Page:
The proliferation of professional schools, the expansion of graduate education, and the increasing emphasis on research moved multiversities further away from the ideals of liberal education toward utilitarian market concerns.
As an unwritten agreement between multiversities and the government (and the public), this contract stipulates multiversities' contribution to the social and economic development of the country.
Today's multiversities, Fallis maintains, operate "in the pincers," struggling to meet the growing demand for higher education in the conditions of decreasing state funding.
It increases international competition and solidifies existing hierarchies, leaving the wealthiest multiversities at the top and stifling less prosperous institutions.
There are 76 universities in Canada, 12 of which can be called "multiversities": large institutions with an average of 22,000 students and substantial commitment to research, large graduate programs, and professional training.
In Multiversities, Ideas, and Democracy George Fallis argues for the importance to a cosmopolitan democratic life of cultural ideas and the university.
Multiversities are, according to Kerr, large autonomous conglomerates which produce scientific and intellectual knowledge.
If one leaves aside the fact that this logic actually applies to all universities and not just the large research-oriented "multiversities" of which the book title speaks, it remains true that this is an argument to warm the heart of all humanities graduates.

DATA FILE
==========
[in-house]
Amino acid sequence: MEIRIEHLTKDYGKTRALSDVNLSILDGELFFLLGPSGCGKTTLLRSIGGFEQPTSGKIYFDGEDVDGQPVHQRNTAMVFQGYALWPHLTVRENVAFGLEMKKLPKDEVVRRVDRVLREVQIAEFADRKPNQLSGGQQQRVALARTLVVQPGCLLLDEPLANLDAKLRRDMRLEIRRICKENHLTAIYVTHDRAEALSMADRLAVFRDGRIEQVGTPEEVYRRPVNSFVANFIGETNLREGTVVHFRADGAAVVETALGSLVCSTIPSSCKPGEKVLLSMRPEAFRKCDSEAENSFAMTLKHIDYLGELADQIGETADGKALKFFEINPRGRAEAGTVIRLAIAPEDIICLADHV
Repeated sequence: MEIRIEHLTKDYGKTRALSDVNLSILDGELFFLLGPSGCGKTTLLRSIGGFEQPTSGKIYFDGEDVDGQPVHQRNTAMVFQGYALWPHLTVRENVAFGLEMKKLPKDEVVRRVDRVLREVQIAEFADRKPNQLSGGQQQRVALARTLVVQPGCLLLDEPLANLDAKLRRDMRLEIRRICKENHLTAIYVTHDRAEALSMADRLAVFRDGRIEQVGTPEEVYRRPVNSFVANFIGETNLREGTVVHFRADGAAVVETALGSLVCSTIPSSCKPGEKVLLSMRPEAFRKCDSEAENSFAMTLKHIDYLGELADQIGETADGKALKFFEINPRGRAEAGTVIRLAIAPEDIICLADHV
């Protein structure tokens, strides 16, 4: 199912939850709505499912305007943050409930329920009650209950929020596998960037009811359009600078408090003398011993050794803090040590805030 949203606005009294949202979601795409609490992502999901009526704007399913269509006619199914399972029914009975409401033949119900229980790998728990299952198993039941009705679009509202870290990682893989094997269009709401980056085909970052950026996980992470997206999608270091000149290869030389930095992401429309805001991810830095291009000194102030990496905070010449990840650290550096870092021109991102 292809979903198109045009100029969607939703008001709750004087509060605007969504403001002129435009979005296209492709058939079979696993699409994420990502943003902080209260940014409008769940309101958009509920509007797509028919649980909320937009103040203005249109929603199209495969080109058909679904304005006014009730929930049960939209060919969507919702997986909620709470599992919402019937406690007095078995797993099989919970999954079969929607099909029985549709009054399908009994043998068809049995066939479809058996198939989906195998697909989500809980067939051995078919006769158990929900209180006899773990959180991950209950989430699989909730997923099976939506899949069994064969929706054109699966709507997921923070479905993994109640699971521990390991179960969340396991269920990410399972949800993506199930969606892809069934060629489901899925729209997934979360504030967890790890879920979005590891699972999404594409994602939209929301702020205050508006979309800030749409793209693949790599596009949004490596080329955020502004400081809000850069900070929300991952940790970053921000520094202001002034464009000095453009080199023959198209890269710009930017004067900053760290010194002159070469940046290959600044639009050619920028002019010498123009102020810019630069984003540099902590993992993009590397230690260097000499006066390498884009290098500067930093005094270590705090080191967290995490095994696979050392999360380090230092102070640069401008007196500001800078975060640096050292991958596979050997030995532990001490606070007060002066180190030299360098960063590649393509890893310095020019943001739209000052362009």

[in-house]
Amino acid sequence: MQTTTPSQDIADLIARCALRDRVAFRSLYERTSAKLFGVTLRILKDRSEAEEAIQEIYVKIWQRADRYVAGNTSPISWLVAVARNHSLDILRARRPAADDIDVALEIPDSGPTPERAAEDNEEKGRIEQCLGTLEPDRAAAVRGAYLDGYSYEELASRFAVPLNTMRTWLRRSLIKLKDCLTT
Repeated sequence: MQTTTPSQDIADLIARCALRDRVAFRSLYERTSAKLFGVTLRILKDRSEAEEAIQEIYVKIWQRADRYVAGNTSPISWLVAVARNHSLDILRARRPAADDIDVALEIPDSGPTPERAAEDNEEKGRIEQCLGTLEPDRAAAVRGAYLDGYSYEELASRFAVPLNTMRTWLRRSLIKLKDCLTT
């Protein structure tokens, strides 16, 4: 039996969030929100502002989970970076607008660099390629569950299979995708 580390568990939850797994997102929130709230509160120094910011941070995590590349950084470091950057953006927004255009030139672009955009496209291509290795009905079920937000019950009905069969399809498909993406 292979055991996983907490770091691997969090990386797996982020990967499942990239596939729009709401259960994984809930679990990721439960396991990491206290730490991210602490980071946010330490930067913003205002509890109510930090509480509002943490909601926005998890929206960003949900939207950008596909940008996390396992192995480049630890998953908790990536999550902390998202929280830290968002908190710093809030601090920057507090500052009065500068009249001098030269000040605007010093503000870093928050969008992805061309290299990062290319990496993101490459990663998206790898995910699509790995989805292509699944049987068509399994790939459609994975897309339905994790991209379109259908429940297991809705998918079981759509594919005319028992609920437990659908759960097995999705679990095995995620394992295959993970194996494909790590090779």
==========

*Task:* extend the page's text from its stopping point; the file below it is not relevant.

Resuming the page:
Instead, carried away by the writing of Henry Giroux, he extols universities (no differentiation here between "multiversities" and other institutions) as places where thought can be free, democratic and able to challenge the West's plutocratic elites.
For all his claims about the importance of liberal arts to democracy, Fallis's calls for reform amount to recommending the establishment at all multiversities (apparently ordinary universities are irrelevant here, for reasons that are not entirely clear) of a sensibly designed liberal arts elective minor, which would include a course on the history of universities.
Kerr contended that the fragmenting of multiversities has meant that "the role of administration becomes more central in integrating it;" but the power of the president and deans has been diminished by the variety and "lawlessness" of the many-faceted modern university.
He is able to view the rising federal grant multiversities both as "pathological" and rudely neglectful of the educational needs of eager young minds and as a brilliant and critically vital new addition to America's s intellectual landscape.